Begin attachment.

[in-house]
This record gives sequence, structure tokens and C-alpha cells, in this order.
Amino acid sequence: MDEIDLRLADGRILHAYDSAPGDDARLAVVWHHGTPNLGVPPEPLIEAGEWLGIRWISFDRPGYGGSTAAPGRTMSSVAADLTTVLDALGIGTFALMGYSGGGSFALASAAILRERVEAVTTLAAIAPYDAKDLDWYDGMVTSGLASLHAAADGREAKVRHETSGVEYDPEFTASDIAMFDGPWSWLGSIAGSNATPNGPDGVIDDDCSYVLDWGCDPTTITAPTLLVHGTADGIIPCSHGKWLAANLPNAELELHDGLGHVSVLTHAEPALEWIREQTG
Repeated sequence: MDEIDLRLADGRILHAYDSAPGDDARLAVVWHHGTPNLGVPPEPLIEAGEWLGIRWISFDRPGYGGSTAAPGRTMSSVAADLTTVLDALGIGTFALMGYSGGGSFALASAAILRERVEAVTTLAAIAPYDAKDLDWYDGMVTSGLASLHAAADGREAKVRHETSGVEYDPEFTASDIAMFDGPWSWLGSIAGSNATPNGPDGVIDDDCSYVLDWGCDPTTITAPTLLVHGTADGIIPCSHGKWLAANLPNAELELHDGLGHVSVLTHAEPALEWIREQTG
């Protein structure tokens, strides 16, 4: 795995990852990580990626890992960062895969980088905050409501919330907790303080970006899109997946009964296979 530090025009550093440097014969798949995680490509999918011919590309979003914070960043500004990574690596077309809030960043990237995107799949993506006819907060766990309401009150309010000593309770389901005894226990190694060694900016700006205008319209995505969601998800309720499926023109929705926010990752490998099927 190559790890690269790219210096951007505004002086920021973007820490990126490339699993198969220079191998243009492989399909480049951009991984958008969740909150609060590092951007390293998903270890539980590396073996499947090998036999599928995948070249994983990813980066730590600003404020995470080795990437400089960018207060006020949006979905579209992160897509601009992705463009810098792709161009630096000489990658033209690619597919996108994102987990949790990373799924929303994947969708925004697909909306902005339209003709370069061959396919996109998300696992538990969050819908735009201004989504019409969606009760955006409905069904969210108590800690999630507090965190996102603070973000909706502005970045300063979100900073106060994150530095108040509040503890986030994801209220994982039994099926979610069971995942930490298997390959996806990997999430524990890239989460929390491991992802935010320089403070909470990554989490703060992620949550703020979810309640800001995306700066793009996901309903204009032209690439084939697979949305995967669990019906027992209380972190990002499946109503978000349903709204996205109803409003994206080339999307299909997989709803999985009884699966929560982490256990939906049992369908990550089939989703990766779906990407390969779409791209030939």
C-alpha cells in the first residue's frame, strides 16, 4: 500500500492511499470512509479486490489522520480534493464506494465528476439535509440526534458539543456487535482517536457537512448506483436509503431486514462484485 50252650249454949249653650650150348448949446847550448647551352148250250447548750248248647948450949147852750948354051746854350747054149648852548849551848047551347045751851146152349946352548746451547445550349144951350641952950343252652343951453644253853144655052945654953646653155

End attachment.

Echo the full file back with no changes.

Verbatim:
[in-house]
This record gives sequence, structure tokens and C-alpha cells, in this order.
Amino acid sequence: MDEIDLRLADGRILHAYDSAPGDDARLAVVWHHGTPNLGVPPEPLIEAGEWLGIRWISFDRPGYGGSTAAPGRTMSSVAADLTTVLDALGIGTFALMGYSGGGSFALASAAILRERVEAVTTLAAIAPYDAKDLDWYDGMVTSGLASLHAAADGREAKVRHETSGVEYDPEFTASDIAMFDGPWSWLGSIAGSNATPNGPDGVIDDDCSYVLDWGCDPTTITAPTLLVHGTADGIIPCSHGKWLAANLPNAELELHDGLGHVSVLTHAEPALEWIREQTG
Repeated sequence: MDEIDLRLADGRILHAYDSAPGDDARLAVVWHHGTPNLGVPPEPLIEAGEWLGIRWISFDRPGYGGSTAAPGRTMSSVAADLTTVLDALGIGTFALMGYSGGGSFALASAAILRERVEAVTTLAAIAPYDAKDLDWYDGMVTSGLASLHAAADGREAKVRHETSGVEYDPEFTASDIAMFDGPWSWLGSIAGSNATPNGPDGVIDDDCSYVLDWGCDPTTITAPTLLVHGTADGIIPCSHGKWLAANLPNAELELHDGLGHVSVLTHAEPALEWIREQTG
């Protein structure tokens, strides 16, 4: 795995990852990580990626890992960062895969980088905050409501919330907790303080970006899109997946009964296979 530090025009550093440097014969798949995680490509999918011919590309979003914070960043500004990574690596077309809030960043990237995107799949993506006819907060766990309401009150309010000593309770389901005894226990190694060694900016700006205008319209995505969601998800309720499926023109929705926010990752490998099927 190559790890690269790219210096951007505004002086920021973007820490990126490339699993198969220079191998243009492989399909480049951009991984958008969740909150609060590092951007390293998903270890539980590396073996499947090998036999599928995948070249994983990813980066730590600003404020995470080795990437400089960018207060006020949006979905579209992160897509601009992705463009810098792709161009630096000489990658033209690619597919996108994102987990949790990373799924929303994947969708925004697909909306902005339209003709370069061959396919996109998300696992538990969050819908735009201004989504019409969606009760955006409905069904969210108590800690999630507090965190996102603070973000909706502005970045300063979100900073106060994150530095108040509040503890986030994801209220994982039994099926979610069971995942930490298997390959996806990997999430524990890239989460929390491991992802935010320089403070909470990554989490703060992620949550703020979810309640800001995306700066793009996901309903204009032209690439084939697979949305995967669990019906027992209380972190990002499946109503978000349903709204996205109803409003994206080339999307299909997989709803999985009884699966929560982490256990939906049992369908990550089939989703990766779906990407390969779409791209030939």
C-alpha cells in the first residue's frame, strides 16, 4: 500500500492511499470512509479486490489522520480534493464506494465528476439535509440526534458539543456487535482517536457537512448506483436509503431486514462484485 50252650249454949249653650650150348448949446847550448647551352148250250447548750248248647948450949147852750948354051746854350747054149648852548849551848047551347045751851146152349946352548746451547445550349144951350641952950343252652343951453644253853144655052945654953646653155